Home Wireless LAN Applications

By Jim Geier

March 18, 2004

Wireless home networking is prolific, but do consumers really need it? Learn why installing a Wi-Fi network at home makes sense.

For years, wireless LANs having been supporting enterprise applications, such as warehouse management and mobile users in offices. With lower prices and stable standards, homeowners are now installing wireless LANs at a rapid pace; in fact, the consumer market spends more money now on WLANs than enterprises.

Wi-Fi the Easiest to Install

It's much easier to install a wireless LAN at home than a wired network. A typical homeowner won't consider running cables throughout the house. It's time consuming and requires stringing wires through the walls, which can be tricky and frustrating.

The installation of a wireless system, however, only requires the connection of a wireless LAN router to the broadband modem and the installation of Wi-Fi cards in the laptops and PCs (if they don't already have them). You'll be ready to start networking in less than an hour. Thus, installing a wireless LAN at home is much faster and easier than installing a wired network, the main reason why wireless in homes is flourishing.

Flexible Access Makes Life Easier

With a wireless LAN, employees can bring laptops home from work and continue working just as they do from their offices. For many professions, this makes it possible for people to work from home more effectively, whether it's to spend a few more hours researching stuff on the Internet or enable telecommuting on a daily basis.

Of course with a wireless laptop, you truly can work from anyplace in the house. There's nothing tying you down to a desk in a particular room. You're free to use the Internet or access files on other computers while relaxing in a comfy chair in front of a TV, lounging on the patio breathing fresh air, or sitting at a desk in a quiet bedroom, just like you see in the commercials.

As an independent consultant, I do much of my work from home. Without any defined work hours (a good thing), I tend to work off and on from morning to late evening (a bad thing). With this type of work schedule, I like the idea of working in the presence of family, which enables me to socialize a bit despite my work habits. With my wireless laptop, I can easily go back and forth to work.

Wireless LANs at home are good for PCs as well. Unlike companies, Ethernet cabling in homes is nearly nonexistent. That makes wireless the best way to connect stationary PCs to the network. You'll have much more flexibility in locating a PC to any part of the house without being near the broadband modem.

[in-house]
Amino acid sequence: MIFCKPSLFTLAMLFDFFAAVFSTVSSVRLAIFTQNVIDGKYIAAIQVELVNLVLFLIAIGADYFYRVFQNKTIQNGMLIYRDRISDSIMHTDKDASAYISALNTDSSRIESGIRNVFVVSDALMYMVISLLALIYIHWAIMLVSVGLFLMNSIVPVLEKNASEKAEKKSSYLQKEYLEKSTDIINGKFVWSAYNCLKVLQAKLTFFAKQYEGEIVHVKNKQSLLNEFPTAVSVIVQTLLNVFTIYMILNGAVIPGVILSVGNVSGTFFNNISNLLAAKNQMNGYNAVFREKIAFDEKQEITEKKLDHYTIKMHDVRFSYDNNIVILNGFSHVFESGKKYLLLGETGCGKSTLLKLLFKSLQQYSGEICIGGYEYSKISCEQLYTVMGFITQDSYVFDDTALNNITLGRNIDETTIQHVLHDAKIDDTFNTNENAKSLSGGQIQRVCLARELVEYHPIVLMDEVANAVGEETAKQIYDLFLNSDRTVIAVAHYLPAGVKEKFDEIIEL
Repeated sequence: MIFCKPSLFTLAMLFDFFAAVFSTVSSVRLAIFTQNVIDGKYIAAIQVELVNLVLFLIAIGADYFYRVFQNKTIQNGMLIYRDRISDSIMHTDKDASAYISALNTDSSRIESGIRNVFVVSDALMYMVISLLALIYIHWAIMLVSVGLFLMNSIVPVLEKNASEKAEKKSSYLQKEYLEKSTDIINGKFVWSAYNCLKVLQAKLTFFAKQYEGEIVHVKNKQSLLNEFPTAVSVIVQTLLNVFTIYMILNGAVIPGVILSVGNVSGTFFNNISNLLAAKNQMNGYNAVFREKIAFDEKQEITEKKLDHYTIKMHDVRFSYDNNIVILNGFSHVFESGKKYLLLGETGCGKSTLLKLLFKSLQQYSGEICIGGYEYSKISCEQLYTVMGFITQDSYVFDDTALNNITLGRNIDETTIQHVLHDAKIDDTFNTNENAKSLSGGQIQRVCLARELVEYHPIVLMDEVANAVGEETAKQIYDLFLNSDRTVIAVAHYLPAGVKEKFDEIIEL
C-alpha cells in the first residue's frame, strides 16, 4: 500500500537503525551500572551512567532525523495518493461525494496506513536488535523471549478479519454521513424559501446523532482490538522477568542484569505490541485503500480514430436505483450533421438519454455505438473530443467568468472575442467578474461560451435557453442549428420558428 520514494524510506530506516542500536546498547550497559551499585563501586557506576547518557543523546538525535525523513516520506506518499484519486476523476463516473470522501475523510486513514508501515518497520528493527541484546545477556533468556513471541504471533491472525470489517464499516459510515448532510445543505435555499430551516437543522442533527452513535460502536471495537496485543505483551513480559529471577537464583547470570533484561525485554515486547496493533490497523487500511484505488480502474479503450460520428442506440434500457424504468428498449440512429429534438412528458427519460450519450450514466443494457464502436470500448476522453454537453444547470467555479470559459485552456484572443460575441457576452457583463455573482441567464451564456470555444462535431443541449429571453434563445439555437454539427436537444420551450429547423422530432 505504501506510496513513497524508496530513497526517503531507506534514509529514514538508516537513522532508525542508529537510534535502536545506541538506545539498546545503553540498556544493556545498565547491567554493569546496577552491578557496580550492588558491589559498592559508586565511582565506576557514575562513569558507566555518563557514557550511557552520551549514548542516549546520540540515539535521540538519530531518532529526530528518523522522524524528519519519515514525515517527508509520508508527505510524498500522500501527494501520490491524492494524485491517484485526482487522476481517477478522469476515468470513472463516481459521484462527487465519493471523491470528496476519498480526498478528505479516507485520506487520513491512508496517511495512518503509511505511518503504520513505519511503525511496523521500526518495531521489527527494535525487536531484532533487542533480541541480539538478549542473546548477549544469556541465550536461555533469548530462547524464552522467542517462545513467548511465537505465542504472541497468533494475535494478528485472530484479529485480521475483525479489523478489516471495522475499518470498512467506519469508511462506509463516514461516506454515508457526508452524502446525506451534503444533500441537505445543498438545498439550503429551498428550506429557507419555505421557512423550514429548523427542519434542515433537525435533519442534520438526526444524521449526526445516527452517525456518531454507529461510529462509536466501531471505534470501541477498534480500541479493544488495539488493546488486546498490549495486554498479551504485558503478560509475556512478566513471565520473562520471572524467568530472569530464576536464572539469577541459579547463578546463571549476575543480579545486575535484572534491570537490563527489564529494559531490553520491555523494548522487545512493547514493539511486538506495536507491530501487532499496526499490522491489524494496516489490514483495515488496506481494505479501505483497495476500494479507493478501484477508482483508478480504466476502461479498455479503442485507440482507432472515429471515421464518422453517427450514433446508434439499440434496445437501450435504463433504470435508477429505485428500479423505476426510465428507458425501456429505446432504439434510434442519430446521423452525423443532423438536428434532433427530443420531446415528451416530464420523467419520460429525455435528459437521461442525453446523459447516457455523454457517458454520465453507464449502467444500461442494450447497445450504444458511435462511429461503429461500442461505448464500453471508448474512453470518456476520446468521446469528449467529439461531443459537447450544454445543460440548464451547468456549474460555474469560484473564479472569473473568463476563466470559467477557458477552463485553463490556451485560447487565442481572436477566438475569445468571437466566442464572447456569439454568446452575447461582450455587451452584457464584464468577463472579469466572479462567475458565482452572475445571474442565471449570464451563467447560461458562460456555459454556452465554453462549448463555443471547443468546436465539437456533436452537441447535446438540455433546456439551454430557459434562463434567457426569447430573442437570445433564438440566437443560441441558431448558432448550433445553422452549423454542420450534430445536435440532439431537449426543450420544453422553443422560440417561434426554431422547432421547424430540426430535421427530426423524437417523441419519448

Internet Connection Sharing

Many homes now have more than one computer. After purchasing a new PC, homeowners will generally hold on to the older PC. It may not be the best for running some of the newer games, but it still offers a good station for browsing the Web and interacting with e-mail. Of course some people will also bring a laptop home from work or purchase one instead of upgrading to a newer PC.

With multiple computers, it's extremely beneficial to have them interface to the same Internet connection. Because of the ease of installation, a WLAN is the best solution for sharing the Internet service. Thankfully, for most, the days of dialup are over. Just be sure to install a WLAN router (not an access point) to ensure that you have Network Address Translation (NAT) and Dynamic Host Configuration Protocol (DHCP) services necessary for all of the computers to share a single, official IP address supplied by your Internet service provider. (You would use an AP just to get wireless access to an existing wired network.)

Printer Sharing Increases Usability

Without a WLAN, most home users must cable their printer directly to a PC or the Ethernet connector on the broadband modem. This limits the number of places that the printer can reside. Generally, it must sit within a few feet of the PC or modem.

A Wi-Fi print server, however, enables the printer to be accessible over the network. This makes printer placement extremely flexible. For example, you may find it most useful to have the printer in the family room where you do most of your laptop computing. Or, it might make more sense to have the printer just inside the door that leads to your patio. You can also easily move the printer to new locations whenever you want to.

Now that you have an idea of why Wi-Fi makes sense in homes, we'll take a look at how to set up and configure a home wireless LAN in the next tutorial.

Jim Geier provides independent consulting services to companies developing and deploying wireless network solutions. He is the author of the book, Wireless LANs and offers training focusing on wireless LANs.

Originally published on .

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